... Autumn Light is not a travel-book as such, although it may be read as a mental or psychological journey in which he comes to learn about impermanence, something we paradoxically need to experience before we can somehow retain what is no longer there ... In Autumn Light the theme of death is all-encompassing, but not in a morbid or depressing way ... There may be too much Zen in this book for some readers!
The universal season of transition and mortality is a truly spectacular experience in Japan, and the book is a sensory feast alive with blaze-red maples, 'yuzu-colored' light, haunting temple bells, smoke from fires lighting the paths of the spirit world and the firefly-like winking of lantern-lit graveyards ... His insights, shared via broad journal-like observations about the Japanese, or through more personal stories of love and loss, center on the wisdom and grace — and difficulty—of accepting the reality of impermanence [.]
Although Iyer is part of the fabric of the neighborhood, known at the Post Office and the patisserie and the sports club, he remains an outsider, a foreigner, which gives him a unique perspective on the rhythms and rituals of his adopted home. Iyer’s prose is elegant, an absolute delight to read, full of empathy and wisdom and appreciation for the inescapable fact that every human being must constantly grapple with joy and sorrow, with holding on and letting go, with the often-uncomfortable idea that everything is fleeting.
... wistful ... The funniest and most illuminating thread traces Iyer’s blossoming ping-pong skills, as he competes against spry septuagenarians and witnesses the more passionate side of traditionally stoical Japanese men. With his trademark blend of amiability, lighthearted humor, and profound observations, Iyer celebrates emotional connection and personal expression, and he upholds death as an affirmation of life and all its seasons.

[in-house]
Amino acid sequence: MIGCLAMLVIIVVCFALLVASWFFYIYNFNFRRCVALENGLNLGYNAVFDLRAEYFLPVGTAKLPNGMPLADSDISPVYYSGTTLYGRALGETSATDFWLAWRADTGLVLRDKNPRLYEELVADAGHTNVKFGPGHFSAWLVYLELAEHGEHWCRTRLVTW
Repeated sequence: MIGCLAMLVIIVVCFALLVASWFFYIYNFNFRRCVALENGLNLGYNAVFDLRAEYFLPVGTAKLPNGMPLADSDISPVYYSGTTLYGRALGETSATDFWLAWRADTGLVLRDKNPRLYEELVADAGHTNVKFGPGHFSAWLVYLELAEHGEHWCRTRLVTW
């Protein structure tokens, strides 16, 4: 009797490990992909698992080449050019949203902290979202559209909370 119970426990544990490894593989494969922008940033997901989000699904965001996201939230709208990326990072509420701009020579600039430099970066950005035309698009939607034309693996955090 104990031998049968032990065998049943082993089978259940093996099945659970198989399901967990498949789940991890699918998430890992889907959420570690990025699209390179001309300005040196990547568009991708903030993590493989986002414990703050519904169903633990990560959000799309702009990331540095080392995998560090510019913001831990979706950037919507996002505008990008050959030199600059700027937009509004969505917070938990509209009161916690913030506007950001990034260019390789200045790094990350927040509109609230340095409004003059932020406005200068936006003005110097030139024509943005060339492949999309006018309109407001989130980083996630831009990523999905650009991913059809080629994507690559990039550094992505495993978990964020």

Throughout the narrative, the author mixes musings on the ephemerality of existence with scenes of quotidian life ... Some readers may be put off by Iyer’s decision to render Hiroko’s English dialogue in fragments...the rendering will still strike some as insensitive. Otherwise, this is a thoughtful work with many poignant moments, as when Iyer and Hiroko take her mother on a drive past Kyoto’s temples and, in a moment of clarity, she starts crying when she remembers visiting them with her husband ... This moving work reinforces the importance of finding beauty before disaster strikes.
... luminous ... Iyer weaves in sharp observations of a graying Japan, particularly of the vigorous but gradually faltering oldsters in his ping-pong club, and visits to the Dalai Lama, a family friend, who dispenses brisk wisdom on life’s impermanence ... The book is partly a love letter to the vibrant Hiroko, whose clipped English unfolds like haiku, and it’s partly an homage to the Japanese culture of delicate manners, self-restraint, and acceptance that 'sadness lasts longer than mere pleasure.' The result is an engrossing narrative, a moving meditation on loss, and an evocative, lyrical portrait of Japanese society.